The Houston Astros won’t win another World Series in 2020. However, that would’ve created quite an ending — or at least a compelling epilogue — to Ben Reiter revisiting the scene of his greatest professional success for his new podcast series.

Reiter is best known for the 2014 Sports Illustrated feature that looked at how the Astros were changing the game, a cover story that predicted Houston would win the World Series by 2017. The writer followed that up with 2018’s Astroball, a book that expanded upon what he initially reported, chronicling the methodology and key figures which changed the formula for baseball success.

As first announced in February, Reiter is producing an audio docuseries on the Astros’ 2017 sign-stealing scandal, profiling the people and events that led to a culture that was willing to pursue an unethical advantage over the opposition in order to win. There’s also some personal stake for Reiter, who seeks to redeem himself for missing the Astros’ cheating scheme while documenting how they built a championship organization.

That series, The Edge, debuted earlier this month. As of this writing, three episodes are available for download with new shows posted each Wednesday. The series will have six episodes altogether, each focusing on a different aspect of the circumstances which led to the 2017 scandal. (Maybe there would’ve been a bonus episode had the Astros advanced to the World Series. If they’d won, that would’ve seemed obligatory.)

Related: Baseball accomplishes its goal of implementing a punishment that looks worse than it really is in Astros sign stealing scandal

Episode 1, “Bang Bang,” profiles Mike Bolsinger, the pitcher who embodies the harm that the Astros’ sign-stealing inflicted upon unsuspecting opponents. Maybe Bolsinger wouldn’t have lasted long in the major leagues anyway, but his career was effectively finished after Houston lit him up for five runs, four hits, and two walks in just one-third of an inning during an August 24, 2017 game.

Episode 2, “Star Gazers,” looks at Jeff Luhnow, the general manager who overhauled the Astros’ methods for building a baseball team — which eventually influenced the entire sport. Former Astros coach Dave Tremblay explains how Luhnow’s unconventional approach clashed with many of the baseball people who were in place. The episode also serves as a history of the franchise, profiling Judge Roy Hofheinz, the man largely responsible for Houston having a major league team.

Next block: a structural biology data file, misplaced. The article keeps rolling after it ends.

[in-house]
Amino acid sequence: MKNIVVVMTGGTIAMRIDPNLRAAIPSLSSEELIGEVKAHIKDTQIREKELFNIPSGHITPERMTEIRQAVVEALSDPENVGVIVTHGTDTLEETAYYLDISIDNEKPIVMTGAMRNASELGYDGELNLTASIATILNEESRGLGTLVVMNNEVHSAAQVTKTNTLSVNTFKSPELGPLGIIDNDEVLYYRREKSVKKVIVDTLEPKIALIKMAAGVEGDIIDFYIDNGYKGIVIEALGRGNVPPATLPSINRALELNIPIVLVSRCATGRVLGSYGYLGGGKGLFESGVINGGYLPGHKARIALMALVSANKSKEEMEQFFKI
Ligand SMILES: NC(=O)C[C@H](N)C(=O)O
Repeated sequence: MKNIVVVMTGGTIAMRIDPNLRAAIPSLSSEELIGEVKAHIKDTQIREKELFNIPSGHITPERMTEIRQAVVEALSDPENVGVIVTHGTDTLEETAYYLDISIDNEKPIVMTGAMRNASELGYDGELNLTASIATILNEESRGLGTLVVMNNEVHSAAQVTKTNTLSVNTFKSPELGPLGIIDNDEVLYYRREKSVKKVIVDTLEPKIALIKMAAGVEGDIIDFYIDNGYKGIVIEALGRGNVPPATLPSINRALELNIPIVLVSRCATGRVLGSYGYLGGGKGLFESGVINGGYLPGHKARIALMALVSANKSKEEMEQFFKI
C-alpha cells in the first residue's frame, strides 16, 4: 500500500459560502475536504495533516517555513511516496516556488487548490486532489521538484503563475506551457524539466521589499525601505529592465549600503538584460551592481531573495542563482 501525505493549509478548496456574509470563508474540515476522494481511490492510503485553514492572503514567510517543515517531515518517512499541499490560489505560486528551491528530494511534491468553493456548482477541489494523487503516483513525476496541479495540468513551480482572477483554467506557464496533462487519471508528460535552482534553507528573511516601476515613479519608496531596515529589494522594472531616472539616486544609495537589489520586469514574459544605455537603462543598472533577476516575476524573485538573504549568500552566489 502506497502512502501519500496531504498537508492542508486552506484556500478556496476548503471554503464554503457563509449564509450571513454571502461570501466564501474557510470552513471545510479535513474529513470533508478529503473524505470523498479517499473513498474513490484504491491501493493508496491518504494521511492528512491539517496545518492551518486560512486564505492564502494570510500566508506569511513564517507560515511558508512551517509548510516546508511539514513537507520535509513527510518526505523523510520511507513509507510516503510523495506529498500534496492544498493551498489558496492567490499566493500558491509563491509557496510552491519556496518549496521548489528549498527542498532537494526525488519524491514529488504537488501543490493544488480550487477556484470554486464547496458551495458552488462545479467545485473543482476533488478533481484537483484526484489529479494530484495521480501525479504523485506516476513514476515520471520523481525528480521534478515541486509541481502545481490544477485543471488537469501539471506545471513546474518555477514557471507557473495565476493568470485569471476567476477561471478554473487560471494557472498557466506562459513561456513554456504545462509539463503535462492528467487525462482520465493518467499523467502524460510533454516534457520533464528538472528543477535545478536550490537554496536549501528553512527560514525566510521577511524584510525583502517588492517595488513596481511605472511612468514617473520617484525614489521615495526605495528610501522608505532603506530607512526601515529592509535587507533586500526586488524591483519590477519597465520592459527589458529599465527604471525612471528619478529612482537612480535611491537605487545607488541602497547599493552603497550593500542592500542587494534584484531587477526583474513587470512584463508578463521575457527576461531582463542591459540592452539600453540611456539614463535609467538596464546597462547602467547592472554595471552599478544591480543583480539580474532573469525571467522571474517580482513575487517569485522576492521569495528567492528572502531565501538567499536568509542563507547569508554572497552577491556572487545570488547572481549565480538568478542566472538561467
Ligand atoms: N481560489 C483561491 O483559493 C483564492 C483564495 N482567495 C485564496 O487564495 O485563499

Episode 3, “Smart Guys,” takes a wider view of baseball history and the role that sign-stealing has played in the sport for decades. Reiter also shares a previous interview with Carlos Beltran, the veteran slugger revealed to be one of the ringleaders in Houston’s sign-stealing scheme, applying and teaching what he’d learned from his years of facing opposing pitchers. (That involvement cost Beltran his job as manager of the New York Mets before the 2020 season was played.)

The Edge might be more interesting to those who don’t follow baseball nor Houston’s 2017 cheating scandal closely. Reiter includes a lot of baseball history but also explains the ideological shift within baseball, following the philosophies reported in Michael Lewis’s 2003 book Moneyball as they evolved with organizations like the Astros.

(With the Moneyball film now available on Netflix and currently among the platform’s top 10 most-viewed movies and TV shows, this podcast could be an intriguing follow-up for many.)

Related: WSJ “Codebreaker”/”Dark Arts” report and A.J. Hinch’s MLBN interview raise further questions for Astros and MLB

But the docuseries also serves to recap how baseball got here. And though the Astros did take their pursuit of an advantage over the competition too far, Luhnow and company also built the model for how baseball teams are built in the era of analytics and data, and “non-baseball” people leading the industry.

With three episodes as of this writing, The Edge could become more compelling by telling us what we don’t already know. Reiter’s original reporting was based on access nobody else had and thus provided us with detail and insight not available from anyone else.

Will we learn more about how the Astros’ sign-stealing worked? Will there be interviews with those who played important roles in the scandal and its uncovering? Does Reiter speak to pitcher Mike Fiers, who revealed his former team’s cheating? What about more from the teams Houston defeated in the 2017 postseason en route to a World Series title, notably the New York Yankees and Los Angeles Dodgers? What about Alex Cora and Carlos Beltran taking what they learned to other organizations, connections that eventually cost them their jobs?

Related: Yankees’ Luke Voit on Astros’ electronic sign-stealing scandal and fallout: “It sucks and it’s frustrating and it’s a lot of BS.”

Maybe most importantly, did Reiter miss something in his original reporting that he should’ve followed up on? Did his pursuit of one story cause him to overlook a different narrative? Anticipating that self-reflection might be what makes listening to this series most tantalizing. Hopefully, there’s a satisfying payoff by the end.

About Ian Casselberry

Ian is a writer, editor, and podcaster. You can find his work at Awful Announcing and The Comeback. He's written for Sports Illustrated, Yahoo Sports, MLive, Bleacher Report, and SB Nation.